Bayern Munich’s rocky start to the season was thrown into chaos on Thursday as the club saw fit to sack Carlo Ancelotti.
A 3-0 defeat to Paris Saint-Germain proved to be the final nail in the coffin for the amiable Italian, who had struggled to live up to the expectations set upon him at the Allianz Arena after Pep Guardiola’s glittering three-season stint.
Specifically drafted in to win the Champions League trophy that Guardiola could not manage in Germany, Ancelotti could only guide Bayern to last season’s quarter-finals before a thrashing at the Parc des Princes “showed that we had to take action”, in the words of CEO Karl-Heinz Rummenigge.
Falling three points off the pace of Bundesliga leaders Borussia Dortmund, led by newcomer Peter Bosz, also left Ancelotti in a precarious predicament.
However, poor performances on the pitch have not been Bayern’s sole issue this season and Ancelotti’s departure may not be the salve to all of the Bundesliga giants’ issues.
Here we examine the squabbles, subterfuge and farce that has put Bayern’s domestic domination at risk.
LEWANDOWSKI LASHES OUT
Bayern’s hierarchy were put behind the eight ball before last season had even ended, after coming under fire from one of the club’s star players.
Robert Lewandowski missed out on the Bundesliga top scorer award to Pierre-Emerick Aubameyang after failing to net on the final day, but the Poland star had already insisted that Bayern’s squad needed refreshing: “Of course we need new players on two, three positions probably, but that is not my job. Bayern has to work now a bit.”
Niklas Sule, Sebastian Rudy, Corentin Tolisso and James Rodriguez all made the switch to the Allianz Arena, but it was seemingly not enough to satisfy Lewandowski, with sniping from his and Bayern’s respective camps overshadowing pre-season preparations, which leads to another point of ire of the striker…
— OptaFranz (@OptaFranz) September 12, 2017
“We did not have time for training in the pre-season, we had a lot of friendlies,” was Lewandowski’s lament as Bayern began their campaign with a penalty-shootout win over Borussia Dortmund in the DFL Supercup and 3-1 win over Bayer Leverkusen.
It is often folly to read too much into pre-season results, but Bayern’s made for particularly grim viewing.
Bayern 1-1 Arsenal (2-3 on penalties)
Bayern 0-4 AC Milan
Bayern 3-2 Chelsea
Bayern 0-2 Inter
Bayern 0-3 Liverpool
Bayern 0-2 Napoli
Of course, these games were not played at full speed, or with anything on the line, but the new-found advent of high-profile competitions such as the International Champions Cup has added an extra dimension to pre-season.
Bayern’s lackadaisical approach was to follow them into the campaign.
ANCELOTTI TAKING ON MULLER, AND LOSING
The form of Thomas Muller had been a stick to beat Ancelotti with throughout his time at Bayern.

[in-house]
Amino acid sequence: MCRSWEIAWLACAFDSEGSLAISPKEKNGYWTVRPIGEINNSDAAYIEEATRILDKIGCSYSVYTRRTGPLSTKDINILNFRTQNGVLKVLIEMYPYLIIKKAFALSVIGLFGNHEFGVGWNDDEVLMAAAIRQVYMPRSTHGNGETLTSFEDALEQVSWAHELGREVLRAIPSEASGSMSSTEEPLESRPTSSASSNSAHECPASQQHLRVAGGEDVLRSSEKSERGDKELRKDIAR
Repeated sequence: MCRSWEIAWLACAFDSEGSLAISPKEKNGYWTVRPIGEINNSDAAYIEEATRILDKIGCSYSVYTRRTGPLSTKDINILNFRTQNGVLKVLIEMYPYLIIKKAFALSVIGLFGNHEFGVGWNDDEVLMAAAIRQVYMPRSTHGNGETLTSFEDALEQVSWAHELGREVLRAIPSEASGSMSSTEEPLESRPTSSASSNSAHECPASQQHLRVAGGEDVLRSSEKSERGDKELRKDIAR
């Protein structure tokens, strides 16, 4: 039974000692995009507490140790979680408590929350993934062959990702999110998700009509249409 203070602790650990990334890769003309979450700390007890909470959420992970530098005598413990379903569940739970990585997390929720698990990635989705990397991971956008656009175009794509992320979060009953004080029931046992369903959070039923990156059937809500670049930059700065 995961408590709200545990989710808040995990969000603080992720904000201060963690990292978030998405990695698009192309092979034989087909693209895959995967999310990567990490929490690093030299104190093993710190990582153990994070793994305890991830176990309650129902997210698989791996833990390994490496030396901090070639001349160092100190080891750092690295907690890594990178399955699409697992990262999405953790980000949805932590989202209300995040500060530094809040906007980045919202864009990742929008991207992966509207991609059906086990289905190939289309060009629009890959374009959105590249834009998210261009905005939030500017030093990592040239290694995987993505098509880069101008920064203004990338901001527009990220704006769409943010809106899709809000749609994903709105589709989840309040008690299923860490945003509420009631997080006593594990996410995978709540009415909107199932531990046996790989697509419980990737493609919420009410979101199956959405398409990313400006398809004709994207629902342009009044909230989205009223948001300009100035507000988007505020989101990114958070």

After scoring a career-best 20 league goals in Guardiola’s final campaign, Muller scored just five last term – his worst return.
Naturally the player did not believe he was to blame, but Muller’s popularity at the club has ensured that enough supporters would fall on his side of the argument, especially when he was backed by Lothar Matthaus.
“This has nothing to do with Muller. He needs a coach who wants him in his team, then Muller will not disappoint.”
— OptaFranz (@OptaFranz) September 16, 2017
CLUB ICONS CLAIM TIME IS UP
Ancelotti may have feared the worst as he digested Wednesday’s defeat in Paris, but it was not the first time in the early knockings of the season that he had contemplated his future.
Club legend Stefan Effenberg warned that a repeat of the relative failings of last season would cost the Italian, while former Bayern player Mario Basler caused ripples of rumour when claiming that he had it on authority that Ancelotti would be taking a job in the Chinese Super League in January.
Ancelotti swiftly rubbished the suggestions, but it sowed the seeds of doubt that he would be in the hot seat long-term.
Who knows, a lucrative job in the Far East could now be on the table after all…
THE FATAL PSG GAME
Muller was not the only first-teamer to become disillusioned with Ancelotti’s chopping and changing.
Franck Ribery and Arjen Robben, so often the tandem upon which Bayern success has been built in recent years have also found themselves subject to rotation, with the Frenchman showing his anger when throwing down his shirt after being substituted against Anderlecht earlier this month.
Both wingers were left on the bench at the Parc des Princes on Wednesday, forcing Ancelotti to defend his selection, and it was Robben’s reaction to the defeat which suggested the Italian had lost the faith of his players.
Asked if the team were still behind Ancelotti, Robben told reporters: “I will not answer that. I’m now in my ninth season with FC Bayern, this is something I am not accustomed to.”
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